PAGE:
Energy from waste could become worse than landfill
5th October 2020 | Recycling
Small changes in municipal waste composition could push energy from waste above landfill in generating climate change emissions, a Scottish Government funded report has found. The study also reasons that energy from waste can no longer be considered a “low carbon technology” in the UK, largely because electricity generation is becoming more decarbonised.
The technical study, for Zero Waste Scotland, reports that burning residual municipal waste in Energy from Waste plants in Scotland in 2018 had an average carbon intensity of 509 gCO2/kWh. “This is nearly twice as high as the carbon intensity of the UK marginal electricity grid average, which was 270 gCO2/kWh in 2018,” says the study.
Energy from waste
The report, “The climate change impact of burning municipal waste in Scotland” was compiled by Kimberley Pratt and Michael Lengahan and was peer reviewed. It was funded by the Scottish Government and the European Union and published on 3 October 2020. Zero Waste Scotland said that the study measures climate change impacts in two ways: carbon intensity and greenhouse gas emissions.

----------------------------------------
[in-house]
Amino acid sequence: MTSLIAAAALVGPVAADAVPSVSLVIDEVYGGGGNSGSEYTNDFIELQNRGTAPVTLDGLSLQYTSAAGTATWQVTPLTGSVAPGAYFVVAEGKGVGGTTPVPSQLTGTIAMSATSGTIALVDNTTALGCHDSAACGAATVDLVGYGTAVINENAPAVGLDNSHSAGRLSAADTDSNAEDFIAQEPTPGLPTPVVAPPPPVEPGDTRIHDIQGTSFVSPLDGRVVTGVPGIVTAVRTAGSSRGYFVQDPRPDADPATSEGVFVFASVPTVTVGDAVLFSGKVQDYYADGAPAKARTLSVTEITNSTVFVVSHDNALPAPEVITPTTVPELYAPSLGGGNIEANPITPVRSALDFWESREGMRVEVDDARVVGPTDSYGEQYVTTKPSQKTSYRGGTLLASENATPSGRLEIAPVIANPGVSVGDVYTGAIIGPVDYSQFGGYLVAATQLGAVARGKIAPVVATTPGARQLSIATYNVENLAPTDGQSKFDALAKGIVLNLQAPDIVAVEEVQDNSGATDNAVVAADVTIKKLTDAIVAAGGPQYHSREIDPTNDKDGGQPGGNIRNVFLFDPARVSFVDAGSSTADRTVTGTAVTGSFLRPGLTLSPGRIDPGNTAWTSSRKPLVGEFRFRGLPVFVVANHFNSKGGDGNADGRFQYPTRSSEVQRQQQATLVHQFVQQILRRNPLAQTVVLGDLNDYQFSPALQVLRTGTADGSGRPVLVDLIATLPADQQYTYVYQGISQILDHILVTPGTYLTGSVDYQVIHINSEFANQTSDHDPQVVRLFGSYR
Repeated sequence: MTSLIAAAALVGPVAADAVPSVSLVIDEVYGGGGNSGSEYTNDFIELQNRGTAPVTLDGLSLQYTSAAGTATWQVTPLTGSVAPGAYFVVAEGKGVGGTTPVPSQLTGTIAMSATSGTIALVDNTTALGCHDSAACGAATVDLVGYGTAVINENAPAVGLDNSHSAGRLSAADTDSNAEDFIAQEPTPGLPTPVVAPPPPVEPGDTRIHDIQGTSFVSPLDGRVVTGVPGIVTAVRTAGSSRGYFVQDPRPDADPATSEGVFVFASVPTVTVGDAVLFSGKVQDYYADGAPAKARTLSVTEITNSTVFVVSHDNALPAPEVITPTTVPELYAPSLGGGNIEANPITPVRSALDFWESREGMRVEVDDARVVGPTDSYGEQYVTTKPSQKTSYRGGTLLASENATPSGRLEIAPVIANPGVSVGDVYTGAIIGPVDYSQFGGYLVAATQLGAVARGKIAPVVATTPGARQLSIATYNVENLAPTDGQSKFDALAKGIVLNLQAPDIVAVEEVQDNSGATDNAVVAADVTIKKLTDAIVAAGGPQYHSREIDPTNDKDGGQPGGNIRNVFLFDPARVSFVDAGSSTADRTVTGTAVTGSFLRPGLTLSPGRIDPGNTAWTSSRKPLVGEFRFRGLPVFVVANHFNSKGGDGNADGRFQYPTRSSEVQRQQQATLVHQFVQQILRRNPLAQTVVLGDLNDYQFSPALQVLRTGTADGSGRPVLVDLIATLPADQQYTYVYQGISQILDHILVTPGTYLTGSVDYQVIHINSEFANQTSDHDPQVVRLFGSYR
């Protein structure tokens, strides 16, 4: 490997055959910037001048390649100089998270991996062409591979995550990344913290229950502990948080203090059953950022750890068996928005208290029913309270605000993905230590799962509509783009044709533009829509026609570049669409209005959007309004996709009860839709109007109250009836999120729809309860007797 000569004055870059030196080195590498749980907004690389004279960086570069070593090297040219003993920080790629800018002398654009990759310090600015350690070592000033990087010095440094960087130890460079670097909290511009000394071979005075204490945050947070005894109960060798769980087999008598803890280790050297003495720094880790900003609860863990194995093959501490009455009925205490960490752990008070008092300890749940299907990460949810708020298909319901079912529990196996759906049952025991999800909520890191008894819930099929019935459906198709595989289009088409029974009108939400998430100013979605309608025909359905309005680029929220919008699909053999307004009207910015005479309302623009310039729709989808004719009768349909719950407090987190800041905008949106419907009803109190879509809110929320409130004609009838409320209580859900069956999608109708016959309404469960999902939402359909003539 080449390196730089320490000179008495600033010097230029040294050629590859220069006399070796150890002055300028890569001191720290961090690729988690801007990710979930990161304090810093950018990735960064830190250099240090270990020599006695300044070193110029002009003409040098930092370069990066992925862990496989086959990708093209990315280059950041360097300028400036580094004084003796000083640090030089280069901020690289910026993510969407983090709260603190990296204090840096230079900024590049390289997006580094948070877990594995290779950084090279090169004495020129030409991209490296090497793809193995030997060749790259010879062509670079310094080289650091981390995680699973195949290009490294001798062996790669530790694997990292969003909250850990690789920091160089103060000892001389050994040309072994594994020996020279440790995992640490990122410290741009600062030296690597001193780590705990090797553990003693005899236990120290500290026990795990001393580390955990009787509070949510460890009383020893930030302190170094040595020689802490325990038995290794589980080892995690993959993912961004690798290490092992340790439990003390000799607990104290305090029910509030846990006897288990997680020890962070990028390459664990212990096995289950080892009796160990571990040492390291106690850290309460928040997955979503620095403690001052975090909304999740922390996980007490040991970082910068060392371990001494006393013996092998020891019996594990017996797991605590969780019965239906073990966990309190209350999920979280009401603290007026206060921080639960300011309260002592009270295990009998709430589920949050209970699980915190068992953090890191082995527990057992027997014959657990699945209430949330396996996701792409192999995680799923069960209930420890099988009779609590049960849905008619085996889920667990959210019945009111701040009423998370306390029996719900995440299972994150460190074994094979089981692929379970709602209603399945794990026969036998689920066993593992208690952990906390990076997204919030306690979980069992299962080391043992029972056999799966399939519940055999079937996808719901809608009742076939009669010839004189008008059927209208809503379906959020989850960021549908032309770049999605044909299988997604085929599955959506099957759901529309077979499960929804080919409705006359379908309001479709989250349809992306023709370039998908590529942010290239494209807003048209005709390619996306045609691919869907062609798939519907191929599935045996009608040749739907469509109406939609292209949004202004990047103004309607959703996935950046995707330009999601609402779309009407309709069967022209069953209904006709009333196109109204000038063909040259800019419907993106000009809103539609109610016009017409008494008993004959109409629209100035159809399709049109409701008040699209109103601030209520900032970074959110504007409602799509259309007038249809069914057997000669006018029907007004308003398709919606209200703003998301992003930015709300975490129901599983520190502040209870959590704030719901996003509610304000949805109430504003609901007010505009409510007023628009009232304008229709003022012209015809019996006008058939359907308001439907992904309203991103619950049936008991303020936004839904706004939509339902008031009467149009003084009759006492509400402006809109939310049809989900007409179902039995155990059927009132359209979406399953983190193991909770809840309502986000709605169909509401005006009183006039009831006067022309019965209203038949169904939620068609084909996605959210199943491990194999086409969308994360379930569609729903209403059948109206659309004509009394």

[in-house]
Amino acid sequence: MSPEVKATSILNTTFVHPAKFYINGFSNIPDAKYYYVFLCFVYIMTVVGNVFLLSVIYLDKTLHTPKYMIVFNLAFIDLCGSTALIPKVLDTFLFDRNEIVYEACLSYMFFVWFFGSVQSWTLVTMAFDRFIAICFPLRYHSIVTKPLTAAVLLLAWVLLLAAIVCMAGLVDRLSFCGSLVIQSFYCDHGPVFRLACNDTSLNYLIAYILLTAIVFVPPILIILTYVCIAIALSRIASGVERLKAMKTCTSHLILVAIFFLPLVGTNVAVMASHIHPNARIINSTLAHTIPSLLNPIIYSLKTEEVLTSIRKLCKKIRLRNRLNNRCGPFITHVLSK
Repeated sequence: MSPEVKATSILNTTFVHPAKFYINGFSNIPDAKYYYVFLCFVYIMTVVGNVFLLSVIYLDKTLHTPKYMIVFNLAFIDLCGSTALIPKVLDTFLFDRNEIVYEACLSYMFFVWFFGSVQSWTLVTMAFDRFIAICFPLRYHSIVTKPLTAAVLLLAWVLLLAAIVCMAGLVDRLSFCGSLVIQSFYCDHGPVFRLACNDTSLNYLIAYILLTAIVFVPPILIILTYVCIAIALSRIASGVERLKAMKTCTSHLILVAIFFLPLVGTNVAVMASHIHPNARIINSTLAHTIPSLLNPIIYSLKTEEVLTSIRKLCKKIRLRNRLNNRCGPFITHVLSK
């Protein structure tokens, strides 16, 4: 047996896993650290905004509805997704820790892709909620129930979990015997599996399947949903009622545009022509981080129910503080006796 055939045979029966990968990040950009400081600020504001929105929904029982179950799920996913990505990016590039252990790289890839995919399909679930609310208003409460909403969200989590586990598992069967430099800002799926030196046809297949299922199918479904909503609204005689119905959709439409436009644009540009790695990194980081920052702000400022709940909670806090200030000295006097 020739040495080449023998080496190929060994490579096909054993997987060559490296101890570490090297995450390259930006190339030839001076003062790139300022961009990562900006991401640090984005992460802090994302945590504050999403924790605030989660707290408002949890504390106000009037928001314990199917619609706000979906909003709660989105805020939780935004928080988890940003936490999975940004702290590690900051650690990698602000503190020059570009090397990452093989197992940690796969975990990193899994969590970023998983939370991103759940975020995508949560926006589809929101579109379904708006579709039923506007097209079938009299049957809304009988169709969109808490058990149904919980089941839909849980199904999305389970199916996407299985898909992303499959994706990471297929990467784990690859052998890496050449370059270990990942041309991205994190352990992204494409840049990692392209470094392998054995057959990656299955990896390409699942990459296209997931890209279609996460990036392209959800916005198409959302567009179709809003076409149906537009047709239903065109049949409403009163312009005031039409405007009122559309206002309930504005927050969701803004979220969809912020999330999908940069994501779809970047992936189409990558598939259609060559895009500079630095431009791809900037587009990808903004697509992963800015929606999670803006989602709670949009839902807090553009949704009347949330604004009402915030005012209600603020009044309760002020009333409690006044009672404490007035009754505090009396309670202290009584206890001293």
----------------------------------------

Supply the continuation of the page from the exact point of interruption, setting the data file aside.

“Carbon intensity is a standard approach for comparing the climate change impacts of different energy generation technologies. In this study, the carbon intensity of EfW plants are compares to the UK national grid average. The results show that the carbon intensity of EfW plants is twice as high as the grid average. EfW carbon intensities would remain above the grid average even the plants were converted to Combined Heat and Power systems, demonstrating that EfW can no longer considered a low carbon technology in the UK.”
Of potentially more significance is the comparison that the report makes between landfill and energy from waste as the UK continues to drive towards the construction of energy from waste plants in an ongoing move away from landfill.
More information available on the website below